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Criminal Law Blog

The Justice System

May 23, 2016

Look at this cartoon. It is funny but it also illustrates a common issue. People don’t know the process of the criminal system. Unless you or a loved one is charged there may be no reason to know it. But you should, just like the political process, this is where pur rights are and it is important to know when we vote for local officials like judges and prosecutors.
From my perspective, it is important because there are things I can do, actions I can take during the charging phase of a case that can help a client tremendously, especially if they are charged with a DV offense.
This article describes procedures unique to Pima County, AZ. Other AZ counties may or may not operate this way. Counties in other states are unlikely to operate in exactly the same way as Pima County.
Now, here are the specifics: If you are charged with a felony offense, the person who starts the charging process is a cop. He or she, no matter how inexperienced, gets to bring felony charges against you and potentially take you to jail to await the resolution of the case. You will see a judge within 24 hours of being taken to jail. It is usually 12 hours not 24. Judges see arrested people in Pima County at 8: 00 AM and 8:00 PM over video at the Pima County Jail facility on Silverlake Rd. You can go the jail and see your loved one and speak on his or her behalf to get him or her out of jail.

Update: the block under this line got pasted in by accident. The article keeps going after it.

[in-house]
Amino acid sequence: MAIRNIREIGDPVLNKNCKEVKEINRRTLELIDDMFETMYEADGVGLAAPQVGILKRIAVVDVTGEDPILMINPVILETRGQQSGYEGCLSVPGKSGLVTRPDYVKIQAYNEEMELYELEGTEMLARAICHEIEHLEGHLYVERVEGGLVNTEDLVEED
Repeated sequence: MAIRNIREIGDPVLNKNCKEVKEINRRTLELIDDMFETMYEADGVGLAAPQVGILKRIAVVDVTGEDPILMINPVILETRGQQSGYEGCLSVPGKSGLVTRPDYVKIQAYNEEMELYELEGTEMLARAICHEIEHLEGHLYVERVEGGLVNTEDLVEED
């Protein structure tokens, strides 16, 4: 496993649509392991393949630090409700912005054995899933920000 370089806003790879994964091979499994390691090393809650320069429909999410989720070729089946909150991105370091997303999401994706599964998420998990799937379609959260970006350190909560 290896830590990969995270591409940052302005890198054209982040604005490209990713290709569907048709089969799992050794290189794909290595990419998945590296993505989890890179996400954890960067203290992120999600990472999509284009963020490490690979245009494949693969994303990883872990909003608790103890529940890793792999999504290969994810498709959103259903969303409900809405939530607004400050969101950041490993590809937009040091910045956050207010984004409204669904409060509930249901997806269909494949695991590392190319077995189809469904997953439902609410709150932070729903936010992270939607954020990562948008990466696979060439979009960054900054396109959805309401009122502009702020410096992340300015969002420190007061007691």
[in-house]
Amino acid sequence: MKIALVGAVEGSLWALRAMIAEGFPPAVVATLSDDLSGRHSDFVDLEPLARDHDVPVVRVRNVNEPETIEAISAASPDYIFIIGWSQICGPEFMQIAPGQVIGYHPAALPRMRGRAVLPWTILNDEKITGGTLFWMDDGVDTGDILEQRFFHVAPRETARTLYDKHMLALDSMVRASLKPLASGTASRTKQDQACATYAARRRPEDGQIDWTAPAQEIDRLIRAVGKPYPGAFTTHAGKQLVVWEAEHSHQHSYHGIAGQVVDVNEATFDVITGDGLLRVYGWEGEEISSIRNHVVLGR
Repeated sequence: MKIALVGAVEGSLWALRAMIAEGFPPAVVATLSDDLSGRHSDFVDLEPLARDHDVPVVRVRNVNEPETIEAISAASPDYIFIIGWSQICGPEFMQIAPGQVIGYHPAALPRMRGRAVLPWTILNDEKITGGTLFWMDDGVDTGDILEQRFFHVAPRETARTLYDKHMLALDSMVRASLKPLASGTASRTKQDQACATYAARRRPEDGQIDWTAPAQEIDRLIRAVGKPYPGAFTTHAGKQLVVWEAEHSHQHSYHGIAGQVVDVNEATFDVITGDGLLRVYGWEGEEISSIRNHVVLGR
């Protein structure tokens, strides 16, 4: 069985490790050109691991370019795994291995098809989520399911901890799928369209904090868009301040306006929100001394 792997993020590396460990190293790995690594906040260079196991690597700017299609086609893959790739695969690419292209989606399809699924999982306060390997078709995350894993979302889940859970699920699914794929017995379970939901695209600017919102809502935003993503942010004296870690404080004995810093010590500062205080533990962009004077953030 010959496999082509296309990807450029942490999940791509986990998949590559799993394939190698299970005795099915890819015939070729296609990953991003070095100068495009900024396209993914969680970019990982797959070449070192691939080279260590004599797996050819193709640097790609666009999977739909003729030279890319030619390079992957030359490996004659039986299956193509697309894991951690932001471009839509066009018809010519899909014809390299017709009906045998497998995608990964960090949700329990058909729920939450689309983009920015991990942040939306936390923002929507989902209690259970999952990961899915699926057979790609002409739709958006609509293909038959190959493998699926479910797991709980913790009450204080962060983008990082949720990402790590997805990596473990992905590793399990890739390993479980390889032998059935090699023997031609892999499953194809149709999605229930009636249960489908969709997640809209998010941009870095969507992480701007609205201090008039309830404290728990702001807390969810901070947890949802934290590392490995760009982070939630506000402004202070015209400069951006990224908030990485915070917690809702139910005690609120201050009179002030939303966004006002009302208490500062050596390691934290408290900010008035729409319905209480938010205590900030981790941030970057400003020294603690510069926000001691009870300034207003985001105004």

Judges can set bond or release people. Bond and release will be the topic of another blog coming soon.
Let’s say the judge sets a huge bond for you and there is no way you or your family can come up with the money. You will sit in jail for at least 10 days. Why 10 days? That is the time allotted to the state to charge you or dismiss the case and release you. If the case is dismissed and you are released, please know the state has seven (7) years to re file.
If the state decides to move forward and charge you, the state, via the county attorney (they are called District Attorneys on TV), the prosecutor, has to decide to have a preliminary hearing or take the case to the grand jury. It is the state’s choice. The defense has no say in which way they go.
What are these things? Preliminary hearings and grand juries? They are screening systems to ensure there is enough to go forward with a felony charge. It is possible that a case can die and be dismissed at these pretrial stages. An experienced attorney knows how to work these screening systems to your advantage if at all possible. The disadvantage of a court appointed attorney is that these screening systems often occur well before the lawyer even knows he or she has you as a client.
A preliminary hearing consists of a judge-not the judge who would hear your case if you went to trial, but a different judge. In Pima County, the judges who hear preliminary hearings are at the justice court at 240 N. Stone.  At the preliminary hearing, an accused person, a defendant, will have a lawyer, and the state will put on “some evidence.” This does not mean a full blown trial. This usually means a case detective will read from his report that a crime was committed and that the accused is the person who committed the crime and here is why he or she is coming to that conclusion.